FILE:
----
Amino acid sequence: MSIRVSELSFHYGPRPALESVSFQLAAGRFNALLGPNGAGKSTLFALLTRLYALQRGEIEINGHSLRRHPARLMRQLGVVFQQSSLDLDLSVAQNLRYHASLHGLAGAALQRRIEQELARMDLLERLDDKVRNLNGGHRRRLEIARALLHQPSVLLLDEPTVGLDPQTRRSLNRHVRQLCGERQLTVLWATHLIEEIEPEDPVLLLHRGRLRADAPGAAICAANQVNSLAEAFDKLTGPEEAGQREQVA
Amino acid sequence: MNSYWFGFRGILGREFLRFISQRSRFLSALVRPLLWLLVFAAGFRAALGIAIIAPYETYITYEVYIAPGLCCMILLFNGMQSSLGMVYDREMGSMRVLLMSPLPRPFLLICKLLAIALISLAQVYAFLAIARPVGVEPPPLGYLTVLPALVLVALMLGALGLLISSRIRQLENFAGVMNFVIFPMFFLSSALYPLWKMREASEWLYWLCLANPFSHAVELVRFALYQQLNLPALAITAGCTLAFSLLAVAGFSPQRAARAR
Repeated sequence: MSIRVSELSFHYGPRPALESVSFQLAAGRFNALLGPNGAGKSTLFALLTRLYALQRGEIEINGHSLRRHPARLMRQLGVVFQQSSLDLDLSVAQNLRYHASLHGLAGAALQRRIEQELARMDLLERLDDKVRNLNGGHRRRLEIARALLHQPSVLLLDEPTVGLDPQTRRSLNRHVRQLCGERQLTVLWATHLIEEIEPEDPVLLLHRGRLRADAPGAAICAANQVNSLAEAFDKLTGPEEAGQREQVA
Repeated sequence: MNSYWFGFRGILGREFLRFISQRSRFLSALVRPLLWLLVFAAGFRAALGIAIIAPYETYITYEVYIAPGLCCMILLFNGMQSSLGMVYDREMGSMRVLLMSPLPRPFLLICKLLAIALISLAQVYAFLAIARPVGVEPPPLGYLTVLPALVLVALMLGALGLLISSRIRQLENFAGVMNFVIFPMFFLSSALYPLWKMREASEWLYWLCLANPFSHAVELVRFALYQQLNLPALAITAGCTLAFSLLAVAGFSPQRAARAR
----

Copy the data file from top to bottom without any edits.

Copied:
Amino acid sequence: MSIRVSELSFHYGPRPALESVSFQLAAGRFNALLGPNGAGKSTLFALLTRLYALQRGEIEINGHSLRRHPARLMRQLGVVFQQSSLDLDLSVAQNLRYHASLHGLAGAALQRRIEQELARMDLLERLDDKVRNLNGGHRRRLEIARALLHQPSVLLLDEPTVGLDPQTRRSLNRHVRQLCGERQLTVLWATHLIEEIEPEDPVLLLHRGRLRADAPGAAICAANQVNSLAEAFDKLTGPEEAGQREQVA
Amino acid sequence: MNSYWFGFRGILGREFLRFISQRSRFLSALVRPLLWLLVFAAGFRAALGIAIIAPYETYITYEVYIAPGLCCMILLFNGMQSSLGMVYDREMGSMRVLLMSPLPRPFLLICKLLAIALISLAQVYAFLAIARPVGVEPPPLGYLTVLPALVLVALMLGALGLLISSRIRQLENFAGVMNFVIFPMFFLSSALYPLWKMREASEWLYWLCLANPFSHAVELVRFALYQQLNLPALAITAGCTLAFSLLAVAGFSPQRAARAR
Repeated sequence: MSIRVSELSFHYGPRPALESVSFQLAAGRFNALLGPNGAGKSTLFALLTRLYALQRGEIEINGHSLRRHPARLMRQLGVVFQQSSLDLDLSVAQNLRYHASLHGLAGAALQRRIEQELARMDLLERLDDKVRNLNGGHRRRLEIARALLHQPSVLLLDEPTVGLDPQTRRSLNRHVRQLCGERQLTVLWATHLIEEIEPEDPVLLLHRGRLRADAPGAAICAANQVNSLAEAFDKLTGPEEAGQREQVA
Repeated sequence: MNSYWFGFRGILGREFLRFISQRSRFLSALVRPLLWLLVFAAGFRAALGIAIIAPYETYITYEVYIAPGLCCMILLFNGMQSSLGMVYDREMGSMRVLLMSPLPRPFLLICKLLAIALISLAQVYAFLAIARPVGVEPPPLGYLTVLPALVLVALMLGALGLLISSRIRQLENFAGVMNFVIFPMFFLSSALYPLWKMREASEWLYWLCLANPFSHAVELVRFALYQQLNLPALAITAGCTLAFSLLAVAGFSPQRAARAR